Joanna ruined Fredrick’s life. Or rather helped him to ruin it. They sold everything, including the house and lived a luxurious life for a while before the money ran out. Then Joanna dumped him and left with her three children, and Fredrick turned to the bottle. He found another woman in a club and moved in with her. They are constantly squabbling, and but they have been together for eight years now and have two children. The woman is a bar tender, but how she hangs on to that job is a miracle because she is almost always drunk. Not that Fredrick is any better. He became a drunkard as as well. Their children are perhaps the only street children in the small market town of Ganga.

Fredrick was fired by TSC because of absenteeism, insubordination and showing up at work while drunk. These days he survives by ferrying jerry cans of water for business people as well as running other minor errands. All his income goes to alcohol.

Eva prayed hard that her children would not turn out like their father, but for Sam, things became even worse.


When Sam completed his studies at Daystar University he was euphoric. He had made it. He called his mother and she squealed on the phone. She traveled all the way to Nairobi for his graduation, just as she did a couple of years later when his sister graduated. Sam got an internship at a radio station. Later he was hired by the radio station’s sister TV station and rose from a reporter to an anchor.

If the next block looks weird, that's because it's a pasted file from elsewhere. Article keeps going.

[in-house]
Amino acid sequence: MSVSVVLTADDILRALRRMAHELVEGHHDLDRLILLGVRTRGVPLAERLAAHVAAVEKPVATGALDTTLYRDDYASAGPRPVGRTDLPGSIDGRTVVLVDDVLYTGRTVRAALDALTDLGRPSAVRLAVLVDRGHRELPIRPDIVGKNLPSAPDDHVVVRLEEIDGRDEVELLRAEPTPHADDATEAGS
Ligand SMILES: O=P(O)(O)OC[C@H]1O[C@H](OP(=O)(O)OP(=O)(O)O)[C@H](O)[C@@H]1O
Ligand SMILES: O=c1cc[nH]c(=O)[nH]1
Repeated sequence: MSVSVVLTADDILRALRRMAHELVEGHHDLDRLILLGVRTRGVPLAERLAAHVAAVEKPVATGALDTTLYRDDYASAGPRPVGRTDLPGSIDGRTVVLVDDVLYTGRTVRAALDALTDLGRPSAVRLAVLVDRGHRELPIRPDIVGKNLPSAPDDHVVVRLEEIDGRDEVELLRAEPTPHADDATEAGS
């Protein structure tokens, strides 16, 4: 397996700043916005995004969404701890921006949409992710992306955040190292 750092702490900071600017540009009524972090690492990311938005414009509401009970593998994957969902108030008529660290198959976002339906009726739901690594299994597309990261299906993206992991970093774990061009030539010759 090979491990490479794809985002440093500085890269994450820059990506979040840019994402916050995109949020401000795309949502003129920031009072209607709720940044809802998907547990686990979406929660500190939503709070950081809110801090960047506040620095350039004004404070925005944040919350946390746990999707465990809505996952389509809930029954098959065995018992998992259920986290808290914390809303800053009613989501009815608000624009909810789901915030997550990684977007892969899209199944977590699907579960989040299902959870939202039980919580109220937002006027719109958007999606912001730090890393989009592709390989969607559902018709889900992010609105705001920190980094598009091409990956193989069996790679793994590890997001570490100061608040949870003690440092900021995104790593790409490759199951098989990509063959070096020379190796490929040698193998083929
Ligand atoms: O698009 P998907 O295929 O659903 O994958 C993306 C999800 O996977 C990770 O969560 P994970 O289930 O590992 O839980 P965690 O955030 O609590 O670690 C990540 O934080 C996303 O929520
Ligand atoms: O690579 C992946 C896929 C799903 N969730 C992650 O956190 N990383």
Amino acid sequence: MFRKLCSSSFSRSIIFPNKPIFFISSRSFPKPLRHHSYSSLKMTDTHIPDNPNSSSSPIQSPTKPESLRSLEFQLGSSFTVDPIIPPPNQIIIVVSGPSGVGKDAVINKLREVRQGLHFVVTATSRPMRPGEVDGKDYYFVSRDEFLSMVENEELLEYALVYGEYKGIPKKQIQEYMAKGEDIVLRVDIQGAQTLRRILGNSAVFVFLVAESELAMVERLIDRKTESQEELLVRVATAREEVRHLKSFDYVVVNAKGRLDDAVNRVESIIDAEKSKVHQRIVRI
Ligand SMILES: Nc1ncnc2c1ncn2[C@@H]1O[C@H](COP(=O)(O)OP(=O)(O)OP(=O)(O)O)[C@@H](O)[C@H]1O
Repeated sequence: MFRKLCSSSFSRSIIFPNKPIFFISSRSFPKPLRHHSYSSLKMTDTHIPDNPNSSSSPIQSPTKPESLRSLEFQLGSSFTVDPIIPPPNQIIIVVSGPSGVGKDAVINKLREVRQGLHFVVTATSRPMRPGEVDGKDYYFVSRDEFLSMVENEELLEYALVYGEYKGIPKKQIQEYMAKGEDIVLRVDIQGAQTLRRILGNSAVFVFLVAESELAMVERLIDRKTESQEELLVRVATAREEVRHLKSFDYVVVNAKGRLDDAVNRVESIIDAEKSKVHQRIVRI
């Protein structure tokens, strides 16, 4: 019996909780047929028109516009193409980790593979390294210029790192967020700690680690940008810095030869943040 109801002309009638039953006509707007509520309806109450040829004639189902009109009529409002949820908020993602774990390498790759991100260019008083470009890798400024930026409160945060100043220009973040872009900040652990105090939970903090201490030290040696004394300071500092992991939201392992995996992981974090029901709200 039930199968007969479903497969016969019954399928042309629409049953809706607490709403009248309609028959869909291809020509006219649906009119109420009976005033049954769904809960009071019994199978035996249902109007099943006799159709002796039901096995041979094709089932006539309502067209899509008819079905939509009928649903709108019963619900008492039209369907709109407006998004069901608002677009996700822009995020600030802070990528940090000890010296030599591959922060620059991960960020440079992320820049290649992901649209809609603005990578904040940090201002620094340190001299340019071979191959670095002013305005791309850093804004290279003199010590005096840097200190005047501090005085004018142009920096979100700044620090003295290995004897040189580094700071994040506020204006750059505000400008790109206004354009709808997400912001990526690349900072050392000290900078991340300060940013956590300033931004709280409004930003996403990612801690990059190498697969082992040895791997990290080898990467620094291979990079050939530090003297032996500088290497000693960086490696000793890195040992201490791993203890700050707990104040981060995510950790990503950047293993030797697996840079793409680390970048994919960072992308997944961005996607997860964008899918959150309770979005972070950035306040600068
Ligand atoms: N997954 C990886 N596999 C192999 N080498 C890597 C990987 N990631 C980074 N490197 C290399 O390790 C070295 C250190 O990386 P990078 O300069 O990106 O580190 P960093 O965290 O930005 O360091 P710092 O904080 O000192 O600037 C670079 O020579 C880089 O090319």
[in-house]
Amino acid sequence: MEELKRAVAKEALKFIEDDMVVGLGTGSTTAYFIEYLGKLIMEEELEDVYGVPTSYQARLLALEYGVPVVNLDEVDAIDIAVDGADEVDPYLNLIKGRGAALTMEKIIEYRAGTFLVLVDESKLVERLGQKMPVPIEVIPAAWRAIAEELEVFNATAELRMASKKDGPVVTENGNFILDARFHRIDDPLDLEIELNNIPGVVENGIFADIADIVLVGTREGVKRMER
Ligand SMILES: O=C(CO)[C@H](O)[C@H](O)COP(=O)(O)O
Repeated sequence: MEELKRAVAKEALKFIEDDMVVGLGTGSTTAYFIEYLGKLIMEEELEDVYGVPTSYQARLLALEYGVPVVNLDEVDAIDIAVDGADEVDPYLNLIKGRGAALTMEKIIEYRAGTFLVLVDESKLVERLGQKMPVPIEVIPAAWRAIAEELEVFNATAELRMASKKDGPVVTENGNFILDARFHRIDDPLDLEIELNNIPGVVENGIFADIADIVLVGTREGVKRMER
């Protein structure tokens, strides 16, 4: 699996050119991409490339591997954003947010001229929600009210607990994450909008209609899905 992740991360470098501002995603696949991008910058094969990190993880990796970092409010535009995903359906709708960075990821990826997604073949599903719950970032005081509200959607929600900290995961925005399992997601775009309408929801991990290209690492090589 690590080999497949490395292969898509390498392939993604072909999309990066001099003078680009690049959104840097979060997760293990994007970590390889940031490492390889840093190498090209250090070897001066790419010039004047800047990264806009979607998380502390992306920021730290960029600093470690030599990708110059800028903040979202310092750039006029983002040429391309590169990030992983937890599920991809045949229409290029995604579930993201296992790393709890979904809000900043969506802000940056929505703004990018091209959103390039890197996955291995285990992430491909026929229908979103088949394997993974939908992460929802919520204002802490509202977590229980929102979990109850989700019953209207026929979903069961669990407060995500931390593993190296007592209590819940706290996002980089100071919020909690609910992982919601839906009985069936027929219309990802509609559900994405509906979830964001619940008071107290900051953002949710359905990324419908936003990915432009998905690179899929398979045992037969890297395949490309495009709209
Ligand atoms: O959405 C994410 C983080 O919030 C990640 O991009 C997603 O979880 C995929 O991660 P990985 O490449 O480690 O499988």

He met Adriana at a friend’s party, and he took her to his house that night for a night of drunken sex. He had no plans of getting married, but he soon realised that getting rid of Adriana would be difficult. She inserted herself in his life, and three months later she moved in with him. Although he was a TV anchor, Sam had been living a relatively simple life in Roysambu.

Adriana changed that. She “opened his eyes” to the reality, that reality being that he was a celebrity and therefore needed to act like one. Sam quickly learned that there were places he could not live because of his status. So he and Adriana moved to Lavington. He started drinking, but his new friends, including his wife, told him that men of his class do not take beer. They only deal with expensive wines and spirits. Palates have class too, Adriana cooed.